Untying this dramatic knot, as one might assume, is far from simple, but Wu gets the job done with ease. The open homosexual condition is a factor that gives him a great advantage in exhibiting an apparently irrelevant, perhaps silly conflict, in the light of the urgent reflection on the exercise of alternative sexualities in adolescence, a stage of the life in which all kinds of experiences . From there, the character of Alexxis Lemire gains strength. Refuting any stereotypes, the director notices the actress’ great ability to deliver much more than is asked of her and invests heavily in Aster, who receives letters from her colleague with interest, but soon suspects that there is something wrong. something mysterious there. Certainly the most innocent of the trio, Aster begins to pay attention to the details of her own life that passed her by. She knows her relationship with Trig Carson, played by Wolfgang Novogratz, is a hoax – so much so that she admits to having clandestine meetings with Paul. As her relationship with Ellie grows closer, Aster discovers that she might be interested in her new friend. His life had been one of self-deception, self-sabotage, lies, but it was comfortable. And now?
As the director wishes to make clear in the introduction to “Você nem Imagina”, her film is not a love story, nor the almost inexorable dramas that result from it – of love and its lack -, warning the viewer about, unlike Ellie, Paul and Aster, to preserve their lucidity and not to fool themselves for nothing. The magic of love that so many tapes the film industry has dropped year after year talks about doesn’t happen here. As in the poem “Quadrilha”, by Carlos Drummond de Andrade (1902-1987), Paul loves Ellie, who loves Aster, who says he loves Ellie, but only loves himself, or seems to love. We can say in her defense that she is the most immature of the three, the most precarious, the most innocent, as we have already said, but what in reality justifies the dubious character of the character is, basically , not to love each other. , and, therefore, not being accepted — and, contrary to what we observe in the character of Leah Lewis, for very clear reasons. Aster could not bear to disappoint her parents, her friends, the provincial society in which she grew up, just to give rise to what seems to her an ephemeral adventure. Using the powerful pictorial resource of the physical farewell on a station platform, as seen in passages distributed throughout the history of cinema, in films such as “The Sunflowers of Russia” (1970), Vittorio De Sica (1901-1974), “Call Me By Your Name” (2017), by Luca Guadagnino, and “A Lucky Man” (2018), directed by Billie August, Ellie boards a train to a new life – and the one who takes him there is not Aster, but Paul.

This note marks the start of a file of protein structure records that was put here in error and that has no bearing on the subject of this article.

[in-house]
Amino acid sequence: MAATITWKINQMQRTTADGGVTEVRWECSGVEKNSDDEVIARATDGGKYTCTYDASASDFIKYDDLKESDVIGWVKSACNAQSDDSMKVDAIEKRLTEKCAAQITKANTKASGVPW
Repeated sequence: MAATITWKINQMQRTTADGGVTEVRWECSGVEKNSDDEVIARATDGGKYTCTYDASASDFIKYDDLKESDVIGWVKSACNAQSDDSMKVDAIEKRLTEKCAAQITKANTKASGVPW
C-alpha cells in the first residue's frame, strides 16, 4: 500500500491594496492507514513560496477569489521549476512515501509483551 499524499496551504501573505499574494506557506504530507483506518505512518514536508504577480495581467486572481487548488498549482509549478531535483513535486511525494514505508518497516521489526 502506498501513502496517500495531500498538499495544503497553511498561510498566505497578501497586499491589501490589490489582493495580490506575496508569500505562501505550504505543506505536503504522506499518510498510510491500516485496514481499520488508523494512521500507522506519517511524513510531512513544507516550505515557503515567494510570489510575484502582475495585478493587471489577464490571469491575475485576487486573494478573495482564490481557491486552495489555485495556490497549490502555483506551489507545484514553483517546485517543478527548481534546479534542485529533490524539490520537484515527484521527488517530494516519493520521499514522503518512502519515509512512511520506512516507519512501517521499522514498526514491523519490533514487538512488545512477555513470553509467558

Alice Wu was honest: her film is not a love story, at least not romantic love. With “Você nem Imagina”, the director extrapolates any preconceived idea that one might have about her or the story she wants to tell, and does not just satisfy the public’s will, even if that may involve inconvenience. . Precisely by dribbling all the clichés, the plot closes an authentic, luminous, revealing work on one of the most controversial facets of man. Living a great love is a chance that not everyone has, and yet life proves to be superior to any alleged disappointment, making us discover true friends. And friendship is love made in separate beds.
Film: you can’t even imagine
Direction: Alice Wu
To note: 9/10